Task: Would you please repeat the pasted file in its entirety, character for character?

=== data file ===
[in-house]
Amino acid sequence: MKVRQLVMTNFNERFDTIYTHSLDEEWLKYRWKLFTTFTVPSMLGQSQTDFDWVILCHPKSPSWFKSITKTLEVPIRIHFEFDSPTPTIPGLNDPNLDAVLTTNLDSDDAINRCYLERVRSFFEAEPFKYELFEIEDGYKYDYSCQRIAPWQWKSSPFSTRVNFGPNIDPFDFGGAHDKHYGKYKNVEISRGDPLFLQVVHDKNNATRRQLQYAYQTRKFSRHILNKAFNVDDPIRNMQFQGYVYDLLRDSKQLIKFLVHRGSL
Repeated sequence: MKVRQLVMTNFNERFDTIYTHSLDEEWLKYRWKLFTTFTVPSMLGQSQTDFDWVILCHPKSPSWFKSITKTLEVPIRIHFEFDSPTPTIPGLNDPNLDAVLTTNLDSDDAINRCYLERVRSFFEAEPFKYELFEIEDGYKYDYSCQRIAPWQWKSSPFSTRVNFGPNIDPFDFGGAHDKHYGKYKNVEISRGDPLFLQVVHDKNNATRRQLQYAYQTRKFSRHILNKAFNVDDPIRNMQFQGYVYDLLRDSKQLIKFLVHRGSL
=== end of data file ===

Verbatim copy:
[in-house]
Amino acid sequence: MKVRQLVMTNFNERFDTIYTHSLDEEWLKYRWKLFTTFTVPSMLGQSQTDFDWVILCHPKSPSWFKSITKTLEVPIRIHFEFDSPTPTIPGLNDPNLDAVLTTNLDSDDAINRCYLERVRSFFEAEPFKYELFEIEDGYKYDYSCQRIAPWQWKSSPFSTRVNFGPNIDPFDFGGAHDKHYGKYKNVEISRGDPLFLQVVHDKNNATRRQLQYAYQTRKFSRHILNKAFNVDDPIRNMQFQGYVYDLLRDSKQLIKFLVHRGSL
Repeated sequence: MKVRQLVMTNFNERFDTIYTHSLDEEWLKYRWKLFTTFTVPSMLGQSQTDFDWVILCHPKSPSWFKSITKTLEVPIRIHFEFDSPTPTIPGLNDPNLDAVLTTNLDSDDAINRCYLERVRSFFEAEPFKYELFEIEDGYKYDYSCQRIAPWQWKSSPFSTRVNFGPNIDPFDFGGAHDKHYGKYKNVEISRGDPLFLQVVHDKNNATRRQLQYAYQTRKFSRHILNKAFNVDDPIRNMQFQGYVYDLLRDSKQLIKFLVHRGSL